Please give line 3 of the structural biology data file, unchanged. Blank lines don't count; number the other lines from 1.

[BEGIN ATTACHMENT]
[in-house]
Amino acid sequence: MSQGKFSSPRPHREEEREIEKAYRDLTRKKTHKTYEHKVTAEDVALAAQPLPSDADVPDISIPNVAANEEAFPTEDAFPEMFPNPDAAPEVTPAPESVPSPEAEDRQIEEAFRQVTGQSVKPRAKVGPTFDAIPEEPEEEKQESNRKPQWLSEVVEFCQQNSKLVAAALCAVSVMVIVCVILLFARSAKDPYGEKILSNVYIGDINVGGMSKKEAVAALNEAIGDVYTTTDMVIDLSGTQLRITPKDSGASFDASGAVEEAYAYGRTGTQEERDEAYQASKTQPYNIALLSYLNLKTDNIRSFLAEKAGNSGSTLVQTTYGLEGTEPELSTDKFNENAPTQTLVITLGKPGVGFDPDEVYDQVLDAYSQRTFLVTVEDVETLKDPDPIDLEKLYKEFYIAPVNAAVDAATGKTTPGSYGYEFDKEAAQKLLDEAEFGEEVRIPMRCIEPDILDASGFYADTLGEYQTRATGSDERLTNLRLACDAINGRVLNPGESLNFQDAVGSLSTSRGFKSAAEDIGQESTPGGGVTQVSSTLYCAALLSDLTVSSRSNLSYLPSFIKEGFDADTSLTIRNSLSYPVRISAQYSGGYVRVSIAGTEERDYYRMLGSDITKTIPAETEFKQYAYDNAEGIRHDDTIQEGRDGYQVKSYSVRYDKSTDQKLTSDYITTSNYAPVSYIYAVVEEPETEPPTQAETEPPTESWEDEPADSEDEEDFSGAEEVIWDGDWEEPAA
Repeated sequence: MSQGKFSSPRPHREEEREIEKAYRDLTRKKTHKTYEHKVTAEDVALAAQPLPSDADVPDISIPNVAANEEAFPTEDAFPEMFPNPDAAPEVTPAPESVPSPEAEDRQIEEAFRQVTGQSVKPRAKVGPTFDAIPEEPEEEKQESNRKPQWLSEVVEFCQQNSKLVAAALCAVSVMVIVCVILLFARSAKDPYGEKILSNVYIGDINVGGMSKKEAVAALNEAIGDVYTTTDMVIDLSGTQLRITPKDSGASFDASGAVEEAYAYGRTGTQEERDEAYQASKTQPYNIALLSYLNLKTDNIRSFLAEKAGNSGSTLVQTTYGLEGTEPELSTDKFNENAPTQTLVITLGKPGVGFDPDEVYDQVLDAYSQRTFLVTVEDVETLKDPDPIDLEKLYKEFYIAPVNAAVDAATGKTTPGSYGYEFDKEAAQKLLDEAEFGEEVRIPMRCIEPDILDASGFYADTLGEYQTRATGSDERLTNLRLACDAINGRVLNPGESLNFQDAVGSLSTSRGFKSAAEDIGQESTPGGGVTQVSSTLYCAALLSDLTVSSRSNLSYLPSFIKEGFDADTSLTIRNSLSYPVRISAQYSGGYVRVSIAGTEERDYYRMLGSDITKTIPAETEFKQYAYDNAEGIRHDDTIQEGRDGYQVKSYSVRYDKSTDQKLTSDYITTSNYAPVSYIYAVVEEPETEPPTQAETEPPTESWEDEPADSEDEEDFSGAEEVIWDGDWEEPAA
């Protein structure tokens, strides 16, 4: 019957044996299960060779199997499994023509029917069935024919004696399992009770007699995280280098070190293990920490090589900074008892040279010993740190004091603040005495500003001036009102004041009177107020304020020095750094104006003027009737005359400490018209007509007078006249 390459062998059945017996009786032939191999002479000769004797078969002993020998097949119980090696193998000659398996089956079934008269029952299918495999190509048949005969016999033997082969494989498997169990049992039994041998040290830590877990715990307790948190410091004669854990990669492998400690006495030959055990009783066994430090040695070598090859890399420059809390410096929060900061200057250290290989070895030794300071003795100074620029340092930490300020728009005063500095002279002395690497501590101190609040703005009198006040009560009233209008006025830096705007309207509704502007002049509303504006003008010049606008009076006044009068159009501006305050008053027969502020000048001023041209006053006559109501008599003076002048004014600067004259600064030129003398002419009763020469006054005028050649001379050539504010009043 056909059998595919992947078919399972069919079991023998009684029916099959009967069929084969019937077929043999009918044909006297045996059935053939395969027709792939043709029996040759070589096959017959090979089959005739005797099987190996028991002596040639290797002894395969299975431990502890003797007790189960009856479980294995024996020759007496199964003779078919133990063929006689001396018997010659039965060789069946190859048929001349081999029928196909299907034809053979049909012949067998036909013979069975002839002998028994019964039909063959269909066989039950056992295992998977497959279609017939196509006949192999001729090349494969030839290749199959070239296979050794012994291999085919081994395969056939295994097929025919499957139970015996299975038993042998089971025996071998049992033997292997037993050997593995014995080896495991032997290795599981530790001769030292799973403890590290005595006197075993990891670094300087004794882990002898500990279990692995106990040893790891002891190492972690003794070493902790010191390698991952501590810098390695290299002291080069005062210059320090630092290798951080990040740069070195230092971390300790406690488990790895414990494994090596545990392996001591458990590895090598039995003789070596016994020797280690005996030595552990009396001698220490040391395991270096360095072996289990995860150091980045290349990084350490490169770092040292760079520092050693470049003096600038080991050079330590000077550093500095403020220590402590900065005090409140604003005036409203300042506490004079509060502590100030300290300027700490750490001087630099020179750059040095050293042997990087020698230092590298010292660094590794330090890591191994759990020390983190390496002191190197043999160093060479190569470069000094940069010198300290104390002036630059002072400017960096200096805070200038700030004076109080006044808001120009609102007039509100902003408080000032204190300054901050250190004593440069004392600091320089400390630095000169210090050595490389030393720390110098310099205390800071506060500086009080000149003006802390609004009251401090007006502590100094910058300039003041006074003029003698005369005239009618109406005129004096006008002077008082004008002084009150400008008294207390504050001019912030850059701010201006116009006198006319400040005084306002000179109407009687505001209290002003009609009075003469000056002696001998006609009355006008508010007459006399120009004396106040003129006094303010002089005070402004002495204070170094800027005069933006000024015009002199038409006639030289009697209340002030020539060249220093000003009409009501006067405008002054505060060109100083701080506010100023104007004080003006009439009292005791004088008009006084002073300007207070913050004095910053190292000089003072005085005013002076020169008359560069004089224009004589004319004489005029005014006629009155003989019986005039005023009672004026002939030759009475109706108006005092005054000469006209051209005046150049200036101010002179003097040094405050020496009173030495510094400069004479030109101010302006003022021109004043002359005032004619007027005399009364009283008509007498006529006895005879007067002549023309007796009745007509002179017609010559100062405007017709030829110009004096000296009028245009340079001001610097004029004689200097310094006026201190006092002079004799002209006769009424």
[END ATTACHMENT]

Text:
Repeated sequence: MSQGKFSSPRPHREEEREIEKAYRDLTRKKTHKTYEHKVTAEDVALAAQPLPSDADVPDISIPNVAANEEAFPTEDAFPEMFPNPDAAPEVTPAPESVPSPEAEDRQIEEAFRQVTGQSVKPRAKVGPTFDAIPEEPEEEKQESNRKPQWLSEVVEFCQQNSKLVAAALCAVSVMVIVCVILLFARSAKDPYGEKILSNVYIGDINVGGMSKKEAVAALNEAIGDVYTTTDMVIDLSGTQLRITPKDSGASFDASGAVEEAYAYGRTGTQEERDEAYQASKTQPYNIALLSYLNLKTDNIRSFLAEKAGNSGSTLVQTTYGLEGTEPELSTDKFNENAPTQTLVITLGKPGVGFDPDEVYDQVLDAYSQRTFLVTVEDVETLKDPDPIDLEKLYKEFYIAPVNAAVDAATGKTTPGSYGYEFDKEAAQKLLDEAEFGEEVRIPMRCIEPDILDASGFYADTLGEYQTRATGSDERLTNLRLACDAINGRVLNPGESLNFQDAVGSLSTSRGFKSAAEDIGQESTPGGGVTQVSSTLYCAALLSDLTVSSRSNLSYLPSFIKEGFDADTSLTIRNSLSYPVRISAQYSGGYVRVSIAGTEERDYYRMLGSDITKTIPAETEFKQYAYDNAEGIRHDDTIQEGRDGYQVKSYSVRYDKSTDQKLTSDYITTSNYAPVSYIYAVVEEPETEPPTQAETEPPTESWEDEPADSEDEEDFSGAEEVIWDGDWEEPAA